Tag Archive | "Hunts Point"

The possible closing of post offices in the Bronx feels like government abandonment to some

17 post offices in the Bronx, reports WNYC News, are slated to be closed. Many Bronx residents rely on the post office to pay bills, rent, and keep in contact with family in other countries. The removal of post offices would disrupt the daily workings of the neighborhood, simply making life harder for some. The USPS encourages users to conduct business online, but internet access is a luxury  for many Bronx residents. “It sends the wrong message to this community and others like it,” said Miquela Craytor, Executive Director of Sustainable South Bronx, ‘It says that you don’t matter, that you are not valued.”

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[SLIDESHOW] Boat builders test their teamwork, on ice

[SLIDESHOW] Boat builders test their teamwork, on ice

By: Mehroz Baig

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The Art of Lyrics

The Art of Lyrics is a monthly free styling event
at The Point, a non-profit cultural organization based in Hunts Point.
Watch this video to see how it’s keeping hip-hop alive in the Bronx, where it all began.

Video by Elettra Fiumi and David Alexander

Posted in Bronx Beats, Bronx Life, Bronx Neighborhoods, Culture, Multimedia, Southern BronxComments (1)

Incubating new businesses in Hunts Point

A rendering of the Sunshine Bronx reception area. Photo courtesy of Sunshine Suites

A rendering of the Sunshine Bronx reception area. Photo courtesy of Sunshine Suites

When Clarisel Gonzalez decided to expand her Mott Haven home-based new media business for journalists and local artists, she knew her hardest task would be finding office space she could afford.

Then, on Nov. 3, Gonzalez discovered Sunshine Bronx, a new city-funded venture that aims to provide affordable office space for 400 local entrepreneurs in Hunts Point’s newly renovated BankNote building. The program offers offices and desks for rent in the historic site, as well as on-site mentorship from successful business-owners to help fledgling new businesses in the Bronx build momentum.

Within five days of the ground breaking, Gonzalez became one of 60 applicants vying for space in the refurbished building which should be fully functional by February 2011. Cheni Yerushalmi, Sunshine Suites co-founder, said the response was “overwhelming but not surprising” due to what he sees as a lack of new business opportunities in the Bronx.

“People are hungry to be their own boss,” Gonzalez said.

Yerushalmi will take an active role in overseeing the activities and progress of the new Bronx “Shiners.”  A wide range of events and seminars will provide tenants with face-to-face access to veteran “Shiners” from Sunshine Suites’ offices in Tribeca and NoHo and give the rookie entrepreneurs opportunities to connect with successful Sunshine alumni and faculty members from Baruch College.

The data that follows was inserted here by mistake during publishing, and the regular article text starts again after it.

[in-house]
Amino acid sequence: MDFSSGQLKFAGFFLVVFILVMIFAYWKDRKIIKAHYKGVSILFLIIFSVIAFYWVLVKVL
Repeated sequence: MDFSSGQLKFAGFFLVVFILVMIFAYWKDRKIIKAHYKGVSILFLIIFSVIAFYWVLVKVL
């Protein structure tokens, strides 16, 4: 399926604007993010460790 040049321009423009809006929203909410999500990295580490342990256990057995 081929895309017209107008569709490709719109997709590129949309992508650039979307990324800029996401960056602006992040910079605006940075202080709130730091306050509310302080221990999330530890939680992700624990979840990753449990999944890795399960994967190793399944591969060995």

Entrepreneurs are enticed by the opportunity to expand their space and ingenuity. “I was drawn to Sunshine Bronx because if its location and because I really want to get my business out of my home and into an office,” Gonzalez said. “I also really enjoy the idea of networking opportunities because that’s what most of my business is about. It’s nice to have local support.”

Sunshine Bronx is the first business incubator in the borough, joining six others across the city since 2008. The incubator received a $250,000 grant from the New York City Economic Development Corporation, as did the other Sunshine Suites incubators.

“More than 15,000 new businesses were established in the Bronx in 2008,” said Mayor Michael Bloomberg at the ground breaking. “We’re creating the Bronx business incubator to build on that momentum.”

With the help of Sunshine Bronx, Gonzalez aims to take her business from the pixelated computer screen and into real life, which is one of the aims of Sunshine Bronx.

The city began sponsoring the for-profit Sunshine Suites project ten years ago in other boroughs, as a way of boosting the local economy.

Many of the businesses cultivated in the Manhattan incubators have gone on to make millions and send workers back to mentor new business owners. Adobe, the creative computer program master, spent time in Sunshine Suites incubators as a start-up business.

Yerushalmi said that the Bronx was a natural choice for the next incubator, one of three that the city hopes to set up by the end of 2011.

A rendering of the Sunshine Bronx conference room. Photo courtesy of Sunshine Suites

A rendering of the Sunshine Bronx conference room. Photo courtesy of Sunshine Suites

“There’s 1.3 million people in the Bronx, but there’s a severe lack of resources for those who want to start their own businesses,” Yerushalmi said. “Sunshine has a great track record and with the help of Taconic Investment Partners, a Manhattan based real estate developer, we’ve been able to bring a great resource to the Bronx.”

In January 2008, Taconic Investment Management bought the historic BankNote building for $35 million from The Blauner family, which had owned it since the American Bank Note Co. left in 1985.  Taconic said its aim was to rent out space in the building that once printed currency and postage stamps to local community and arts organizations. Taconic Invesment Management signed a 10-year, low, rent-controlled lease with Sunshine.